Proposal:Inspector generals, ombudsmen, and little guy advocates
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- Achieve continued growth in readership
- Focus on quality content
- Increase Participation
- Stabilize and improve the infrastructure
- Encourage Innovation
|It has been suggested that this page be merged with Proposal:Less Power for the Administators. (Discuss)|
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Good organizations have inspectors general, ombudsmen, and advocates for customers and 'little guys' who get caught in the system. Wikipedia should have the same.
Appoint people for positions of inspectors general ombudsmen and advocates for the 'little guy/gal', whose specific mission is to challenge the instincts of organizational hierarchy, administration, and bloat, in favor of people who actually do work and contribute positively to the project, and those who read it and use it.
They should reach out to good editors who leave wikipedia, and be an officially sanctioned voice of the users and low level editors, and readers, to speak to the higher ups at wikipedia who otherwise might live in a bubble without any legitimate honest feedback.
There are a number of good editors and admins and readers who get fed up with the bureaucracy, the errors of judgement of the system, and simply get discouraged. This over time will tend to encourage barnstar-collectors and politics-players instead of people who want to write good articles or build a good project, as well as eventually discouraging readers.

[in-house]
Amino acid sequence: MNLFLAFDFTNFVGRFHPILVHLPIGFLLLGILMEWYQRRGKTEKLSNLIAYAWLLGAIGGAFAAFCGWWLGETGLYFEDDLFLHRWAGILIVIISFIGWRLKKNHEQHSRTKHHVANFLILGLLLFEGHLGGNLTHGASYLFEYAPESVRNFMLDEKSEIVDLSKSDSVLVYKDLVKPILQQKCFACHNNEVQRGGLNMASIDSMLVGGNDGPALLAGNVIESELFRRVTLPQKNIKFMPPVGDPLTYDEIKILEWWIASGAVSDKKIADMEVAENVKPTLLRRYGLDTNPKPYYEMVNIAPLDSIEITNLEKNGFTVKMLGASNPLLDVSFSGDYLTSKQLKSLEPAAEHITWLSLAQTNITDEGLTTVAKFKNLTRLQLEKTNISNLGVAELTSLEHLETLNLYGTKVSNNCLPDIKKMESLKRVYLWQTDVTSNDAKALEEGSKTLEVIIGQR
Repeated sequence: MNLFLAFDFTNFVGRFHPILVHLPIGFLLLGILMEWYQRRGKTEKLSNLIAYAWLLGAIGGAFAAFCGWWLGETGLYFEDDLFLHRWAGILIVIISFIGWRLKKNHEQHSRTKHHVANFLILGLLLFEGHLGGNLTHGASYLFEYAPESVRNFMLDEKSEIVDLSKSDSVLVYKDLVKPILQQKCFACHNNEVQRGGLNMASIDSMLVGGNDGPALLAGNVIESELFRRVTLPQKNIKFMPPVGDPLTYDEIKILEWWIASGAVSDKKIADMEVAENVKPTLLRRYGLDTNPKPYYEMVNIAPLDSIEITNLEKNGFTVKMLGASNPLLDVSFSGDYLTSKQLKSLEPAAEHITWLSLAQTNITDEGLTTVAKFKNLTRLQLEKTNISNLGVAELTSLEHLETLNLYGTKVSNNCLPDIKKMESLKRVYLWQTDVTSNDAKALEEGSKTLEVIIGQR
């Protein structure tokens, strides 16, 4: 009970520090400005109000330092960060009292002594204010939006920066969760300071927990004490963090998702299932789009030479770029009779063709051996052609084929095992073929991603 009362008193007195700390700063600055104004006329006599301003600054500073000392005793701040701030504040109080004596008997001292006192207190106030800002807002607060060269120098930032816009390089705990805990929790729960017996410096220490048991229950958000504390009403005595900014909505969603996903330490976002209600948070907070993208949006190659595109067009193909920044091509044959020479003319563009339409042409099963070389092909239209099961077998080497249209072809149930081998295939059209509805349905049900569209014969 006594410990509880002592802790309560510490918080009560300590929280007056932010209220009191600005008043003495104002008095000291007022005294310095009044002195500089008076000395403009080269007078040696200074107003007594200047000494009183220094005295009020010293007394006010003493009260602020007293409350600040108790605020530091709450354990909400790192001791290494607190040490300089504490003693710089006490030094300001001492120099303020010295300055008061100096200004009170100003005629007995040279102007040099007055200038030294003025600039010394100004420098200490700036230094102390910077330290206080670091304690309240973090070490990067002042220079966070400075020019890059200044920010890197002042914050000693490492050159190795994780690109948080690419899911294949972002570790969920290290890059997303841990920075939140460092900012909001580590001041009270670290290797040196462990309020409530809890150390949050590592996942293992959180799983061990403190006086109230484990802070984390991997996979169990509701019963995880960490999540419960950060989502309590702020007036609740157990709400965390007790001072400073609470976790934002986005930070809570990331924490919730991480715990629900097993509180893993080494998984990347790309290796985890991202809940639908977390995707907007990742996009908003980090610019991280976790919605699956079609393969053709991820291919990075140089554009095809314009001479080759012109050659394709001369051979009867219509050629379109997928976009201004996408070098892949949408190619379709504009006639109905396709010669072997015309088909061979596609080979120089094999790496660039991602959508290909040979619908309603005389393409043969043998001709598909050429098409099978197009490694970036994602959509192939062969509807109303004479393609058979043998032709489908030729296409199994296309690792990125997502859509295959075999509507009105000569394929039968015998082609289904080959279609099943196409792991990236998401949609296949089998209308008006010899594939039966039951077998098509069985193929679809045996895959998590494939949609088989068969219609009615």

1. newspapers have ombudsmen, but they are for reader's concerns, not writers concerns. should wikipedia get one for readers alone? one who is supposed to criticize writers and editors for mistakes they make? or since readers are often writers too... does the ombudsman represent both groups, to authority? or are there two ombudsmen, one for readers and one for writers?
2. how do you select the ombudsman
3. how long do they serve
4. what power do they have
5. are they payed or volunteer
1. who would want the job?
2. anyone who takes it might burn out quickly
3. the ombudsman might have no effect whatsoever
4. some good customer service organizations dont have any ombudsmen
5. "it is work a company that's responsive to its customers makes sure gets done by every employee, instead of being outsourced to a lone, reviled answer-man." -- matt welch
News ombudsmen in North America By Neil Nemeth
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